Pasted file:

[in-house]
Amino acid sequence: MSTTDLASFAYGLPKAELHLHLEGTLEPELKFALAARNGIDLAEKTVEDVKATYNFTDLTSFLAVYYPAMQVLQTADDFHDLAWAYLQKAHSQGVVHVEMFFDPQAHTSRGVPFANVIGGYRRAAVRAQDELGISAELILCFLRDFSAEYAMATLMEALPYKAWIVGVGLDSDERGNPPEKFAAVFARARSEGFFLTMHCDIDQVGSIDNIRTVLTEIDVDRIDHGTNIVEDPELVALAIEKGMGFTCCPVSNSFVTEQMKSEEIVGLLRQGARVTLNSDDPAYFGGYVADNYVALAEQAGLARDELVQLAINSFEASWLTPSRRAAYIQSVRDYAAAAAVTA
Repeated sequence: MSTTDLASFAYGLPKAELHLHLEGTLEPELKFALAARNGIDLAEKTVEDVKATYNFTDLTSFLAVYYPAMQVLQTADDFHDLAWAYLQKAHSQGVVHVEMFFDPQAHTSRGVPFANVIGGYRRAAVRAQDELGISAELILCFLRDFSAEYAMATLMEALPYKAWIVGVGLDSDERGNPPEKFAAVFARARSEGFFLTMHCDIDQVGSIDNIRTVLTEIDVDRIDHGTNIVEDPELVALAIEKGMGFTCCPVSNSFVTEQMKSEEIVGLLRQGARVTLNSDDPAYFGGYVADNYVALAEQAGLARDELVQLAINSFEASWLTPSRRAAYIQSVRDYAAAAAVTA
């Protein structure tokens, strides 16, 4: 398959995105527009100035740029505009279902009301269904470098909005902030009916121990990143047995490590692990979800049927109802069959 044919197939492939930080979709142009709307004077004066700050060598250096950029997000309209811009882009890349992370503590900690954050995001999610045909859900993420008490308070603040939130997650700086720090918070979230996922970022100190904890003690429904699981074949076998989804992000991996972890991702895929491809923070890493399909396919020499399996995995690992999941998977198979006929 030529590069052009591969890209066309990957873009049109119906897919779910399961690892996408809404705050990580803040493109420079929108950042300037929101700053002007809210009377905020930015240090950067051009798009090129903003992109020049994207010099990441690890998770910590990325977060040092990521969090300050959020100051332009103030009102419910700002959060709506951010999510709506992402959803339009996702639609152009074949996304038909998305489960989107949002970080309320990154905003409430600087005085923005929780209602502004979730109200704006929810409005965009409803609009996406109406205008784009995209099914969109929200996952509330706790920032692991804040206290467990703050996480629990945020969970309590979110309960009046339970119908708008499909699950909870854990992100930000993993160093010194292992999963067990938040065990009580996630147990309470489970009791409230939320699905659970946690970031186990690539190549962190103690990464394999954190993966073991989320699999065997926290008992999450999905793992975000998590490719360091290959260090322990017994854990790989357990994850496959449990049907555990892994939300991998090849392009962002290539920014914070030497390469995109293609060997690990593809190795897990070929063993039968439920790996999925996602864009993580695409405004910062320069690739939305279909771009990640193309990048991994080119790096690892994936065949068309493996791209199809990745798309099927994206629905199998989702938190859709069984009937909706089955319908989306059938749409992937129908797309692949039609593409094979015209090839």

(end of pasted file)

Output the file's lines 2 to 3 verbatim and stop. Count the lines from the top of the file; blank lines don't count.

Amino acid sequence: MSTTDLASFAYGLPKAELHLHLEGTLEPELKFALAARNGIDLAEKTVEDVKATYNFTDLTSFLAVYYPAMQVLQTADDFHDLAWAYLQKAHSQGVVHVEMFFDPQAHTSRGVPFANVIGGYRRAAVRAQDELGISAELILCFLRDFSAEYAMATLMEALPYKAWIVGVGLDSDERGNPPEKFAAVFARARSEGFFLTMHCDIDQVGSIDNIRTVLTEIDVDRIDHGTNIVEDPELVALAIEKGMGFTCCPVSNSFVTEQMKSEEIVGLLRQGARVTLNSDDPAYFGGYVADNYVALAEQAGLARDELVQLAINSFEASWLTPSRRAAYIQSVRDYAAAAAVTA
Repeated sequence: MSTTDLASFAYGLPKAELHLHLEGTLEPELKFALAARNGIDLAEKTVEDVKATYNFTDLTSFLAVYYPAMQVLQTADDFHDLAWAYLQKAHSQGVVHVEMFFDPQAHTSRGVPFANVIGGYRRAAVRAQDELGISAELILCFLRDFSAEYAMATLMEALPYKAWIVGVGLDSDERGNPPEKFAAVFARARSEGFFLTMHCDIDQVGSIDNIRTVLTEIDVDRIDHGTNIVEDPELVALAIEKGMGFTCCPVSNSFVTEQMKSEEIVGLLRQGARVTLNSDDPAYFGGYVADNYVALAEQAGLARDELVQLAINSFEASWLTPSRRAAYIQSVRDYAAAAAVTA